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    ABSTRACT: Mucociliary clearance (MCC) and submucosal glands (SMGs) are major components of airway innate immunity that have impaired function in cystic fibrosis (CF). Although both of these defense systems develop post-natally in the ferret, the lungs of newborn ferrets remain sterile in the presence of a functioning cystic fibrosis transmembrane conductance regulator (CFTR) gene. We evaluated several components of airway innate immunity and inflammation in the early CF ferret lung. At birth, the rates of MCC did not differ between CF and non-CF animals, but the height of the airway surface liquid was significantly reduced in CF newborn ferrets. CF ferrets had impaired MCC after 7 days of age, despite normal rates of ciliogenesis. Only non-CF ferrets eradicated Pseudomonas directly introduced into the lung after birth, while both genotypes could eradicate Staphylococcus. CF bronchioalveolar lavage fluid (BALF) had significantly lower and selective antimicrobial activity against Pseudomonas than non-CF, which was insensitive to changes in pH and bicarbonate. LC-MS-MS and cytokine analysis of BALF from sterile C-sectioned and non-sterile naturally-born animals demonstrated CF-associated disturbances in IL-8, TNFα, and IL-β, and pathways that control immunity and inflammation including the complement system, macrophage functions, mTOR signaling, and eIF2 signaling. Interestingly, during the birth transition, IL-8 was selectively induced in CF BALF, despite no genotypic difference in bacterial load shortly after birth. These results suggest that newborn CF ferrets have defects in both innate immunity and inflammatory signaling that may be important in the early onset and progression of lung disease in these animals.
    American Journal of Respiratory Cell and Molecular Biology 10/2014; DOI:10.1165/rcmb.2014-0250OC · 4.11 Impact Factor
  • 09/2014; 2(03):E135-E140. DOI:10.1055/s-0034-1377177
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    ABSTRACT: The presence of cholesterol crystals is a hallmark of atherosclerosis, but until recently, such crystals have been considered to be passive components of necrotic plaque cores. Recent studies have demonstrated that phagocytosis of cholesterol crystals by macrophages may actively precipitate plaque progression via an inflammatory pathway, emphasizing the need for methods to study the interaction between macrophages and crystalline cholesterol. In this study, we demonstrate the feasibility of detecting cholesterol in macrophages in situ using Micro-Optical Coherence Tomography (µOCT), an imaging modality we have recently developed with 1-µm resolution. Macrophages containing cholesterol crystals frequently demonstrated highly scattering constituents in their cytoplasm on µOCT imaging, and µOCT was able to evaluate cholesterol crystals in cultured macrophage cells. Our results suggest that µOCT may be useful for the detection and characterization of inflammatory activity associated with cholesterol crystals in the coronary artery.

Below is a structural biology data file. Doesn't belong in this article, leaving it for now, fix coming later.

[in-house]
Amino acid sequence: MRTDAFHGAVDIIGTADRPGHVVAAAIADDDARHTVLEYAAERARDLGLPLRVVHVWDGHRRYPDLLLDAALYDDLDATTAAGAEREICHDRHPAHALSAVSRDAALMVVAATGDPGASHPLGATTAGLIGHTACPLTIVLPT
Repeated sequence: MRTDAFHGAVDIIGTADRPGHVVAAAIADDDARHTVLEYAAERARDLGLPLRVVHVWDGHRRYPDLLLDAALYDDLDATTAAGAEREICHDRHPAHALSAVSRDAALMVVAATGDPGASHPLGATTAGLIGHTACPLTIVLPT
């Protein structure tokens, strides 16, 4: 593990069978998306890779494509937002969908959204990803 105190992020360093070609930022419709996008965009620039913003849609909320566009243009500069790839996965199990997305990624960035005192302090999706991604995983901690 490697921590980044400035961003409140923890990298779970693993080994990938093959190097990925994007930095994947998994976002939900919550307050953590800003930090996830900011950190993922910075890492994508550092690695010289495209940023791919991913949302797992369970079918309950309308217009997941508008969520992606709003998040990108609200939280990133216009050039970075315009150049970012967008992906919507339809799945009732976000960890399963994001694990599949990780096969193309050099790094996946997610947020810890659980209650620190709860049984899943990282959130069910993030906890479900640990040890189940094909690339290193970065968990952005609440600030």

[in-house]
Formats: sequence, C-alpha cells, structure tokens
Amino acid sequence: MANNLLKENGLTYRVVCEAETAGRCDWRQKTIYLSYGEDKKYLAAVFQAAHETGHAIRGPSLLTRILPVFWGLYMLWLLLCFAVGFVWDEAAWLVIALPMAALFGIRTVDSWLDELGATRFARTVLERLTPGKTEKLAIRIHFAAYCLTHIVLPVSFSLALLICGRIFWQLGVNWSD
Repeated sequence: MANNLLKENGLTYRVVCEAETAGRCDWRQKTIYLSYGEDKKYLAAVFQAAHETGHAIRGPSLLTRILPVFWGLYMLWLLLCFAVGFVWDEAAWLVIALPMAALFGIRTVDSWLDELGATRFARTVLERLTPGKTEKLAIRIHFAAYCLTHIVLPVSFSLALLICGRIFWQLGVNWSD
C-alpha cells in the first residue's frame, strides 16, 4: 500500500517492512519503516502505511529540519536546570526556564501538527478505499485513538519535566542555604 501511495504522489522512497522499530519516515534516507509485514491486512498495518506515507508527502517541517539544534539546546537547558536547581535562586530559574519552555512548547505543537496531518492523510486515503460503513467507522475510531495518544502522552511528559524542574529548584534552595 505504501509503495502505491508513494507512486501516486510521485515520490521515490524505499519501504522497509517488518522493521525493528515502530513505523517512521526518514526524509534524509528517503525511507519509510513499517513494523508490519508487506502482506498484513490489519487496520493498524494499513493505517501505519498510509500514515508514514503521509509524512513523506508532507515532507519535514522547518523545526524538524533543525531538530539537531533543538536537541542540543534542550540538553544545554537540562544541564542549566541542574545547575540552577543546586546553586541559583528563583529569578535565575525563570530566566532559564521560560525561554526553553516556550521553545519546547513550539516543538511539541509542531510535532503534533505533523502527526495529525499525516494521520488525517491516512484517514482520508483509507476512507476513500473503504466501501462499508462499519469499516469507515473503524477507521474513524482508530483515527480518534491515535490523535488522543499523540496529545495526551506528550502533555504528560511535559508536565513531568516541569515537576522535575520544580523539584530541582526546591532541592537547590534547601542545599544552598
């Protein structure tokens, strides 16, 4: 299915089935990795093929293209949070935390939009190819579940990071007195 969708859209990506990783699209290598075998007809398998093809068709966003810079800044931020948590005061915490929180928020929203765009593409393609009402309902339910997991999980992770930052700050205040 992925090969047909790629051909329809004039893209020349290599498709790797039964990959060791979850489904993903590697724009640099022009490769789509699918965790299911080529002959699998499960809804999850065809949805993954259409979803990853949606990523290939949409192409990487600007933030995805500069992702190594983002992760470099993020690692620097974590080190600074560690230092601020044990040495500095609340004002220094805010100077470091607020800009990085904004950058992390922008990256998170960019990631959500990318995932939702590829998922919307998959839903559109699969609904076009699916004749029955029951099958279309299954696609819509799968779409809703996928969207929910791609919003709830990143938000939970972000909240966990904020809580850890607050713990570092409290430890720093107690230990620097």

PLoS ONE 07/2014; 9(7):e102669. DOI:10.1371/journal.pone.0102669 · 3.53 Impact Factor
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    ABSTRACT: Rationale: The mechanisms underlying cystic fibrosis (CF) lung disease pathogenesis are unknown. Objective: To establish mechanisms linking anion transport with the functional microanatomy, we evaluated normal and CF piglet trachea, as well as adult swine trachea in the presence of selective anion inhibitors. Methods: We investigated airway functional microanatomy using micro-optical coherence tomography, a new imaging modality that concurrently quantifies multiple functional parameters of airway epithelium in a co-localized fashion. Main Results: Tracheal explants from wild type swine demonstrated a direct link between periciliary liquid (PCL) hydration and mucociliary transport (MCT) rates, a relationship frequently invoked but never experimentally confirmed. However, in CF airways this relationship was completely disrupted, with greater PCL depths associated with slowest transport rates. This disrupted relationship was recapitulated by selectively inhibiting bicarbonate transport in vitro and ex vivo. CF mucus exhibited increased viscosity in situ due to the absence of bicarbonate transport, explaining defective MCT that occurs even in the presence of adequate PCL hydration. Conclusions: An inherent defect in CF airway surface liquid contributes to delayed MCT beyond that caused by airway dehydration alone, and identifies a fundamental mechanism underlying the pathogenesis of CF lung disease in the absence of antecedent infection or inflammation.